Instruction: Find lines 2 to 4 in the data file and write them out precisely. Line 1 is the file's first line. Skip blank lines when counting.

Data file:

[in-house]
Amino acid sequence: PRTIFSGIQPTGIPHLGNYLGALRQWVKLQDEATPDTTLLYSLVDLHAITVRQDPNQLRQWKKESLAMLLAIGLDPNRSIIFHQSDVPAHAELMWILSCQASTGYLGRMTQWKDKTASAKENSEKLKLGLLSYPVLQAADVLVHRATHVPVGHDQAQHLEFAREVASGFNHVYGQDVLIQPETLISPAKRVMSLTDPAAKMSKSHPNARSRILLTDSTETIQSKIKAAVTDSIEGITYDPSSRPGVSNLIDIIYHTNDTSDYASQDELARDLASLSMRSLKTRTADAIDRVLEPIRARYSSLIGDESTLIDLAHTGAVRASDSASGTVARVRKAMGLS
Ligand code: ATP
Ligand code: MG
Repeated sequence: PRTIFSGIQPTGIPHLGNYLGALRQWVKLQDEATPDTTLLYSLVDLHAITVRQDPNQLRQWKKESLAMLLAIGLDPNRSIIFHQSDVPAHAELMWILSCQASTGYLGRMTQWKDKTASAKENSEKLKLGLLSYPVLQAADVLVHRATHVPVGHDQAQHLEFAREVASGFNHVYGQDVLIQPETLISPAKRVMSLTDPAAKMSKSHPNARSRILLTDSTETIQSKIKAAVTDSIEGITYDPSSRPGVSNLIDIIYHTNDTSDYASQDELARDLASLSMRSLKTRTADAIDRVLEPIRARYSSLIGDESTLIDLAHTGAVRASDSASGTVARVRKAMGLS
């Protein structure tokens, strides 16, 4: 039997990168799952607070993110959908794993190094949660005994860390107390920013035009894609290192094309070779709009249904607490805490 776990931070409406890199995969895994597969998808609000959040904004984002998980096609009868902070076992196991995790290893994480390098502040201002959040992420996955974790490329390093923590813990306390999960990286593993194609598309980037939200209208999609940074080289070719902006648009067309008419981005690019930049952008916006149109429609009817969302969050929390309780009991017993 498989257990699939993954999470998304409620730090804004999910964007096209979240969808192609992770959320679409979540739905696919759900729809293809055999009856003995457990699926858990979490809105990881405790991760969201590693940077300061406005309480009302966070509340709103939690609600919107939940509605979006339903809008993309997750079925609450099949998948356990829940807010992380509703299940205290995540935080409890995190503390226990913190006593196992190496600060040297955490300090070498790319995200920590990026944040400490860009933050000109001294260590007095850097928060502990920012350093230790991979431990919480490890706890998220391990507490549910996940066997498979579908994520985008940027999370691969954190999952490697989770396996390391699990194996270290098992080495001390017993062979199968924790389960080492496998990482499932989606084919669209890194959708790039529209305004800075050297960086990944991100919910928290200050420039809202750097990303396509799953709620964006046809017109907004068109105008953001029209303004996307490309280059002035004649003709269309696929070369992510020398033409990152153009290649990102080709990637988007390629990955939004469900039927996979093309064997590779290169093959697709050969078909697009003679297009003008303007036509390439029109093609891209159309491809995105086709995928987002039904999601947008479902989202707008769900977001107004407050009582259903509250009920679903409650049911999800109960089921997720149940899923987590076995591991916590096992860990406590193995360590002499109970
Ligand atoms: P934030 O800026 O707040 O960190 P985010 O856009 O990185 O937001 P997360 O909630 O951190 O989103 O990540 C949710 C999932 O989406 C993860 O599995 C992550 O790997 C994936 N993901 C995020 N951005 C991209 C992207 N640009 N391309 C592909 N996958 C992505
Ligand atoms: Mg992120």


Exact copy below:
Amino acid sequence: PRTIFSGIQPTGIPHLGNYLGALRQWVKLQDEATPDTTLLYSLVDLHAITVRQDPNQLRQWKKESLAMLLAIGLDPNRSIIFHQSDVPAHAELMWILSCQASTGYLGRMTQWKDKTASAKENSEKLKLGLLSYPVLQAADVLVHRATHVPVGHDQAQHLEFAREVASGFNHVYGQDVLIQPETLISPAKRVMSLTDPAAKMSKSHPNARSRILLTDSTETIQSKIKAAVTDSIEGITYDPSSRPGVSNLIDIIYHTNDTSDYASQDELARDLASLSMRSLKTRTADAIDRVLEPIRARYSSLIGDESTLIDLAHTGAVRASDSASGTVARVRKAMGLS
Ligand code: ATP
Ligand code: MG